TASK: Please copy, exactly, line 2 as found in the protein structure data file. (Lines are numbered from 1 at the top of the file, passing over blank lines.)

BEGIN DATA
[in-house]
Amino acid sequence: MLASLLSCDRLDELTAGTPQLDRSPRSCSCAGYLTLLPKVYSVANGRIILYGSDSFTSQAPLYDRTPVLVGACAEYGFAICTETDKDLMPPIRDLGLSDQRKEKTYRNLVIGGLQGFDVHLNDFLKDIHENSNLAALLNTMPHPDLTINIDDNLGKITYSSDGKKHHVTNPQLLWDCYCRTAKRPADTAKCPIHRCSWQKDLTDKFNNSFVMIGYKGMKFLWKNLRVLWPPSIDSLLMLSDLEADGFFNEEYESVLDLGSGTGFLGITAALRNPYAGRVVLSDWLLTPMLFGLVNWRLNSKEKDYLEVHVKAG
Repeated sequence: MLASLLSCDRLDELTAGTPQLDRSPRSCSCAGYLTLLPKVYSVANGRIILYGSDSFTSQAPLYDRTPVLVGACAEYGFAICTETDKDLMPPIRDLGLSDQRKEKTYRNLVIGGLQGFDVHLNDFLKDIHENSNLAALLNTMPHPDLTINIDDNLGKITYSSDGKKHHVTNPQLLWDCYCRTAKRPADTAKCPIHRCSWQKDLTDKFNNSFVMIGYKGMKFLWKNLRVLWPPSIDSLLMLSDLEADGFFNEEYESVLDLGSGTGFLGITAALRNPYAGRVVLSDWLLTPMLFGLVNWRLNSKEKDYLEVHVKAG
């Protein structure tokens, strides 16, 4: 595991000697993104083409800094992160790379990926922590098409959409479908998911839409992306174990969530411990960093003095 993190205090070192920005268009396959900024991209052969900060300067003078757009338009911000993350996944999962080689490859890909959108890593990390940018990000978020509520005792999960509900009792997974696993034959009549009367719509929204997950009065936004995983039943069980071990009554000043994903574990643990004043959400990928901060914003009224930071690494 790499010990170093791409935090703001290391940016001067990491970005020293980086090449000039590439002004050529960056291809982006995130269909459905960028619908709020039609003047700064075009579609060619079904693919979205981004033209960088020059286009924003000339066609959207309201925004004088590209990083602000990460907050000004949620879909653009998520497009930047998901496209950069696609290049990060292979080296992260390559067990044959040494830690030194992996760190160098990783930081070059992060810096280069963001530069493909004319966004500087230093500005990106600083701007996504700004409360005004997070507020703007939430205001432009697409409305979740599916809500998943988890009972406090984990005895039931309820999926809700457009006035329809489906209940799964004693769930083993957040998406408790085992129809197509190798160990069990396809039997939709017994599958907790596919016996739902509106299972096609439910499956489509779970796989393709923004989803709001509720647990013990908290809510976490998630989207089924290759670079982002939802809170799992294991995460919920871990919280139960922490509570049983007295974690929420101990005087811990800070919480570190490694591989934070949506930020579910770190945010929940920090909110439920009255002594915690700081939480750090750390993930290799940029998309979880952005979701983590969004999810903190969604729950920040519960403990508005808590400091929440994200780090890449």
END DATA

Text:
Amino acid sequence: MLASLLSCDRLDELTAGTPQLDRSPRSCSCAGYLTLLPKVYSVANGRIILYGSDSFTSQAPLYDRTPVLVGACAEYGFAICTETDKDLMPPIRDLGLSDQRKEKTYRNLVIGGLQGFDVHLNDFLKDIHENSNLAALLNTMPHPDLTINIDDNLGKITYSSDGKKHHVTNPQLLWDCYCRTAKRPADTAKCPIHRCSWQKDLTDKFNNSFVMIGYKGMKFLWKNLRVLWPPSIDSLLMLSDLEADGFFNEEYESVLDLGSGTGFLGITAALRNPYAGRVVLSDWLLTPMLFGLVNWRLNSKEKDYLEVHVKAG